Anyway, we all had a great time and the best part was that the emphasis was not on winning at all - heck, it wasn't even on being competitive. The emphasis of the day was on learning a new game and having a ball doing it (pun completely intended). Not a bad way to spend a Saturday.

Thursday, May 3, 2007

Ode to my Mom

Here's to the woman
who gave me my life
Who gave me away
to become a wife.

Who has always listened
when I needed to cry
then offered advice
which went never awry

Who sends me a gift
I don't always expect
but which happens to be
what I need for a lift.

My mom is amazing
she always has been
She works with her heart
and she never gives in.

And now I'm a mom
with two kids of my own
and I need her help still
though I'm married and grown.

My great hope some day
is that I may be
A mother as kind
and as loving as she.

Tuesday, May 1, 2007

Philadelphia Driving Laws

Last week one of the programs on NPR was a discussion on driving manners and customs. It got me thinking about the culture of driving here in Philadelphia. I grew up out west and to tell you the truth, I have encountered several driving practices here that I have never seen before. So here are the top five.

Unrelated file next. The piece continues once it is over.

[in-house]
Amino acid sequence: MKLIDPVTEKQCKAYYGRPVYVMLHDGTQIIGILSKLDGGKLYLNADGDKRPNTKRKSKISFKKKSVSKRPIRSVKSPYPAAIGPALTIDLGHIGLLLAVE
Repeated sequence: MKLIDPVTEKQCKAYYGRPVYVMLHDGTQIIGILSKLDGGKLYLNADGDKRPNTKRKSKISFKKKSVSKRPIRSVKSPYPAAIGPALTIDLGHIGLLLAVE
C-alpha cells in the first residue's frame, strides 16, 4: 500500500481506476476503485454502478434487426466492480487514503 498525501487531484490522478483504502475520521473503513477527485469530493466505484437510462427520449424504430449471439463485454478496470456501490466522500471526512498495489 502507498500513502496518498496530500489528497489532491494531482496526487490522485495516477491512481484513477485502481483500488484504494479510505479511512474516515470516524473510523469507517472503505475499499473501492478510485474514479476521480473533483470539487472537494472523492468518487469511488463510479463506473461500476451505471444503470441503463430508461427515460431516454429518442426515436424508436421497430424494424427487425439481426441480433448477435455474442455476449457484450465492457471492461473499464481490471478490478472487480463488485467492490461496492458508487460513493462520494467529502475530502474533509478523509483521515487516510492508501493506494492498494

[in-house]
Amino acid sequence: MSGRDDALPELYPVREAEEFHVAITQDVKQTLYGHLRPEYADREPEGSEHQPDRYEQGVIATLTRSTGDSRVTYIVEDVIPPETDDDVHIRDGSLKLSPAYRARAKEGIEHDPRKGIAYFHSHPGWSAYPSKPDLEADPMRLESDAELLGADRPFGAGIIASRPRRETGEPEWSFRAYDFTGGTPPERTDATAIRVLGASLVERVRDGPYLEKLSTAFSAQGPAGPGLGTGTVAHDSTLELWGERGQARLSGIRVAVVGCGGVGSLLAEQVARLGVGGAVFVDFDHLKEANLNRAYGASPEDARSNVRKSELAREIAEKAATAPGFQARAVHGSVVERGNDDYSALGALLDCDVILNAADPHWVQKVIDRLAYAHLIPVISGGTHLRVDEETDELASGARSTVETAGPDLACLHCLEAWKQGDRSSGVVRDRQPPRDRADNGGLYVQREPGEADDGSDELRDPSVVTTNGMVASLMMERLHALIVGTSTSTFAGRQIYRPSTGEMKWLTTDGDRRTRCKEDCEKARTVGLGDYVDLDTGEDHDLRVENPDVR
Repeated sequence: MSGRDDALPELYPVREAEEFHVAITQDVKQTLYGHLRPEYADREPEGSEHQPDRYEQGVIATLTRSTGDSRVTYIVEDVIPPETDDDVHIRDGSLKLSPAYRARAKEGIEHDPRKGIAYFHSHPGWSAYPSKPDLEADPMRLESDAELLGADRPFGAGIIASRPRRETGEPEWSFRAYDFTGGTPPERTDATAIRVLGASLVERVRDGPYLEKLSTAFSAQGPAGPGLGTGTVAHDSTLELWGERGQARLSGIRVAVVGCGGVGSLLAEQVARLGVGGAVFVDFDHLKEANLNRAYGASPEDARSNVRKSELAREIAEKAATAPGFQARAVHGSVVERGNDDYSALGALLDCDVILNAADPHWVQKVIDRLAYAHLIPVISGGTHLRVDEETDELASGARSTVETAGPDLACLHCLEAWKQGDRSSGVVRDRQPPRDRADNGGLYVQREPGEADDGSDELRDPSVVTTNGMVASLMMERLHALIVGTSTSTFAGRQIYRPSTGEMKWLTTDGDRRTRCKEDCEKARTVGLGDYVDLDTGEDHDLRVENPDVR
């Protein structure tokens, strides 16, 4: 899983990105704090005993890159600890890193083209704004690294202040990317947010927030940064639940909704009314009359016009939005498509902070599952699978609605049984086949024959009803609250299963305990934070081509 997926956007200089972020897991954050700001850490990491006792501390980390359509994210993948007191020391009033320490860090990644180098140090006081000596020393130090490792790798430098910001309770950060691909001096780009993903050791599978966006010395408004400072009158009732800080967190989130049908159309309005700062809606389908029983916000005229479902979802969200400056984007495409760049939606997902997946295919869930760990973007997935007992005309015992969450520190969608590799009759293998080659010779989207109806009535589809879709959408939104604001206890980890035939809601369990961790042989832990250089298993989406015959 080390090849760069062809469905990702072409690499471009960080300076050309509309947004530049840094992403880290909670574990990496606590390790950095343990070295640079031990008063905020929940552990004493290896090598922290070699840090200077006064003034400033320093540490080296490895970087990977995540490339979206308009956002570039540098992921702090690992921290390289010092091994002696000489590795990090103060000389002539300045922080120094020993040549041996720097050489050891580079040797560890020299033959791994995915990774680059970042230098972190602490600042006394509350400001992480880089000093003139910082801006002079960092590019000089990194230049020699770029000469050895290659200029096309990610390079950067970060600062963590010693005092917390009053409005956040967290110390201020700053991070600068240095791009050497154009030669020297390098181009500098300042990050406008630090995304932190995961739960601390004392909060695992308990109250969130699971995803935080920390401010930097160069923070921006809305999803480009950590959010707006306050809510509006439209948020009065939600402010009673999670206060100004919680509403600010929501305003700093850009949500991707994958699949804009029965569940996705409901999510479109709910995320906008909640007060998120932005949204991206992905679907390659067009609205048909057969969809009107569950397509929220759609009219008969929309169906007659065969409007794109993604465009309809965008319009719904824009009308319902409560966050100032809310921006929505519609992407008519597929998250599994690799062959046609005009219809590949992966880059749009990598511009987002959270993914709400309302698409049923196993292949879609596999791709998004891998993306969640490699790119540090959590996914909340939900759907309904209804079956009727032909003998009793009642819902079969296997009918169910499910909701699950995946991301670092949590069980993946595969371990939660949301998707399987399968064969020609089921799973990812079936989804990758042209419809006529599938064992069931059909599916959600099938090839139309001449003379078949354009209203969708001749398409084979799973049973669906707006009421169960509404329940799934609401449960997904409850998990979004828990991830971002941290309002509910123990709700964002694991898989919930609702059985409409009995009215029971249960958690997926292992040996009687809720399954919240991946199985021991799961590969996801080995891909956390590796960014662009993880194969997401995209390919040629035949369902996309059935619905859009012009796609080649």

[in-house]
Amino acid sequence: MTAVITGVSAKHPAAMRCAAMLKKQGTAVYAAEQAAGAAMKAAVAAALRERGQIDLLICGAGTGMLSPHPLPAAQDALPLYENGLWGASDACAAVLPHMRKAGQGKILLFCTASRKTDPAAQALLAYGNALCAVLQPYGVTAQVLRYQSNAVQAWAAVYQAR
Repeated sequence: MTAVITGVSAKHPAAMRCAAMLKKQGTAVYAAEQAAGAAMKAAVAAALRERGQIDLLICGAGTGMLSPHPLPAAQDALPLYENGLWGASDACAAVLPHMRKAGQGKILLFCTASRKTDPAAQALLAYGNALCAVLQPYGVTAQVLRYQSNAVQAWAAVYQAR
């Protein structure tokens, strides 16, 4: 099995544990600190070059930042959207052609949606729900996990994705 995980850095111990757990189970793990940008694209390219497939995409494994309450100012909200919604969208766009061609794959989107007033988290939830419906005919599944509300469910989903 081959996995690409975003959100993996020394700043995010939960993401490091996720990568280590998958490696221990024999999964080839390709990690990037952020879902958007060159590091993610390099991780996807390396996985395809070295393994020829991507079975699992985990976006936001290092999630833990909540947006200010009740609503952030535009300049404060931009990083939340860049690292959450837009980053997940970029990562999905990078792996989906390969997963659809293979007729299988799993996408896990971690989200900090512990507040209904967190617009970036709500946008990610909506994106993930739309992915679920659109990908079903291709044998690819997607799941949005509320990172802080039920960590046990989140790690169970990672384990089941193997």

5) Red lights are only red lights from 5 seconds after they turn red and until the opposing traffic light turns yellow.

4) Turning lanes are optional. You can make a left turn from the far right hand lane just as easily as you can from the turning lane. Just don't mind the other cars honking rudely at you.

3)Double parking is so much easier than parallel parking; everyone should do it! Once you have perfected the art of double parking, try triple parking. It is even more fun!

2) Turning signals are for chumps. When you use a turning signal it only encourages the cars around you to speed up and cut you off.

1) Whenever possible take a shortcut to cut off the drivers around you. "Shoulder" is a nickname for shortcut. Gas stations and shopping centers are other good paths you can use to get ahead. Pay no attention to the people or slow moving vehicals that may be in you way; they are merely obstacles you must overcome to reach the front of the line. When challenged by a red light see rule #5.